Master’s alum Jorge Ramírez connects local and international health work from Santiago, Chile

Jorge Ramírez, MD, MS ’16, always planned to return to work in Chile after completing the IGHS Master of Science in Global Health program. The government scholarship that paid for the program required him to work in Chile for at least two years after completion, and Ramírez was happy to comply.

Ramírez returned to the job he had before the master’s program, working as an emergency medicine doctor and coordinating the ambulance system for Santiago, a city of approximately 7 million inhabitants.

“I have worked in the public system since I graduated from medical school, and for me it is a way to contribute to the development of my country. For me it’s very important to work in Chile,” he said.

Since returning, Ramírez has also become director of the Global Health Program in the School of Public Health at the University of Chile. He said, “The master’s program experience helped me get recruited and have the skills, insights and network to develop this young program.” (The program launched in 2011.)

Ramírez enjoys studying and teaching topics that range from mental health care to global health diplomacy and immigrant health – a growing issue in a small country that has seen immigration rise sharply in the last 10 years. One of his primary goals is to develop and publish more research both in Chile and abroad, but he said the general lack of support for research in Chile is a challenge: “Research and innovation are not considered as important as in the U.S.”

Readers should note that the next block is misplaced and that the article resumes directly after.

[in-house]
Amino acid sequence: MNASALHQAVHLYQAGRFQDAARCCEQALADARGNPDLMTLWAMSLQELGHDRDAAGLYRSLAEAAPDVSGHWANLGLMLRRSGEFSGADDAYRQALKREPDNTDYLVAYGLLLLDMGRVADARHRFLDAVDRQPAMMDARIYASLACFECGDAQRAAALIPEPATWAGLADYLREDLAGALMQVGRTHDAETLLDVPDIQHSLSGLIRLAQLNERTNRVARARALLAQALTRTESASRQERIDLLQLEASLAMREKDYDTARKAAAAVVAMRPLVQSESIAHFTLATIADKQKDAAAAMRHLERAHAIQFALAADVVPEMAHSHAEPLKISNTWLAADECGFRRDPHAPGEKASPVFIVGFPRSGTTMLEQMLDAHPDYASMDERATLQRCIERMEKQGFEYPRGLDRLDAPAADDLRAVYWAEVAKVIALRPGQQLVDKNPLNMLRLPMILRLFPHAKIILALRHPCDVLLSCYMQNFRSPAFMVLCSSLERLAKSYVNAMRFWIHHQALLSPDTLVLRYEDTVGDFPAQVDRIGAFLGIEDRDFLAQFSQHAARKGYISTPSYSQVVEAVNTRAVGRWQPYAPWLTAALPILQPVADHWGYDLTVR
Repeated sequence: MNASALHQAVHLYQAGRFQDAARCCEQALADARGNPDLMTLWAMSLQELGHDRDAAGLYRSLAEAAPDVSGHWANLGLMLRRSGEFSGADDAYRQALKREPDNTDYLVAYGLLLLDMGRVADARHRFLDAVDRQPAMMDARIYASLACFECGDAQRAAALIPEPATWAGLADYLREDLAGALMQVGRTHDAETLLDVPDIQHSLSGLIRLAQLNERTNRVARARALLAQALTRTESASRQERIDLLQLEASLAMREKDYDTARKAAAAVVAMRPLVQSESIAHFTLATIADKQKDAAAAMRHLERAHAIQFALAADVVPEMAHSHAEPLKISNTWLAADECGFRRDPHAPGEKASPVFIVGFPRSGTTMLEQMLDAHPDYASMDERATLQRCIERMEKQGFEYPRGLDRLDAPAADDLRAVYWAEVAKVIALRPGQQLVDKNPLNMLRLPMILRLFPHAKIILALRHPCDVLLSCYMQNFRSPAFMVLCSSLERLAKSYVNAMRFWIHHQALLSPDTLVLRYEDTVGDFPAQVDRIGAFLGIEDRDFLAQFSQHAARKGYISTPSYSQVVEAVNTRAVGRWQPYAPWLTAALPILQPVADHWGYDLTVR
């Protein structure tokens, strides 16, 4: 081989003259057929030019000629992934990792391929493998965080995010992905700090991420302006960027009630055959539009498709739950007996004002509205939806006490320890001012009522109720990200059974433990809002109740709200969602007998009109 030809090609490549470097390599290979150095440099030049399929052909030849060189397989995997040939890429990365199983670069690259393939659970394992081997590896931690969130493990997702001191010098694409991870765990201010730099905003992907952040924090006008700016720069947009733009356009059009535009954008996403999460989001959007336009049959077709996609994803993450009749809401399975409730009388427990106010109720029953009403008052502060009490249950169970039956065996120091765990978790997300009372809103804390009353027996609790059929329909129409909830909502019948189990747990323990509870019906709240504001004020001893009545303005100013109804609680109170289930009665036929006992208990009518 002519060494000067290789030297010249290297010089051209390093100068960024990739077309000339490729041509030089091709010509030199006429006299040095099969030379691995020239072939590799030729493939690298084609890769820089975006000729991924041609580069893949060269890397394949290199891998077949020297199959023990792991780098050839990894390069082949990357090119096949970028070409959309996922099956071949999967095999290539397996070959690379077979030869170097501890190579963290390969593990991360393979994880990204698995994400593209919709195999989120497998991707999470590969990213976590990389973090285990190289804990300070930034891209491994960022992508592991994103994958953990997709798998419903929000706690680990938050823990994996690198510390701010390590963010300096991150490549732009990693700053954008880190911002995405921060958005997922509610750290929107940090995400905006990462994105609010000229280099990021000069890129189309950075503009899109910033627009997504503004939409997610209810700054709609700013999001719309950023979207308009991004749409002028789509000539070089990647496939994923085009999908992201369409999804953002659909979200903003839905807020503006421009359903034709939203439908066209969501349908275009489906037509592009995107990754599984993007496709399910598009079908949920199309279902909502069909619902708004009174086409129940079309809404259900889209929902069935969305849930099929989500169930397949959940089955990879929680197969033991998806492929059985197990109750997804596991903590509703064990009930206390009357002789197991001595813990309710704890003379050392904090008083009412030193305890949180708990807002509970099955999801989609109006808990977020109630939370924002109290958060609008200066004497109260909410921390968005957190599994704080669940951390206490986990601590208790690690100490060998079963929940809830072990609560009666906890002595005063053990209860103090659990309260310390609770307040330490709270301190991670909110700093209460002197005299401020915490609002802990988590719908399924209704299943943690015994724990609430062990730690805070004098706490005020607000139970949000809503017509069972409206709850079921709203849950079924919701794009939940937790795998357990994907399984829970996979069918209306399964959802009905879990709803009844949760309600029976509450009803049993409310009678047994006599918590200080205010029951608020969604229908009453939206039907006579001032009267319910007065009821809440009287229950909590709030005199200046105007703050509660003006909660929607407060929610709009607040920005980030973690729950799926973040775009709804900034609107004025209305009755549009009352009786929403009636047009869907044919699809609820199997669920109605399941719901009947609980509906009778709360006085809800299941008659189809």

As part of working and collaborating with universities outside of Chile, Ramírez hopes to strengthen an alliance of global health institutions throughout Latin America. Ramírez has seen how international work and connections can pay off.

“During the riots here, we got much support from the international community because of the violation of human rights in Chile,” Ramírez said. Political unrest in Chile was soon followed by the coronavirus pandemic, and Ramírez finds himself now reflecting on a lesson he learned at UCSF.

“For me, the idea of being prepared was a very important perspective I received from the master’s program: We know a pandemic is going to happen, but we don’t know when. And now it’s happening, and again, we weren’t prepared,” he said.

But with challenge comes an opportunity for change.

“I’m very committed to the reform of the health system,” Ramírez said. “It has a lot of inequalities, which is common in Latin America overall, but Chile has some specific circumstances we are fighting to change.”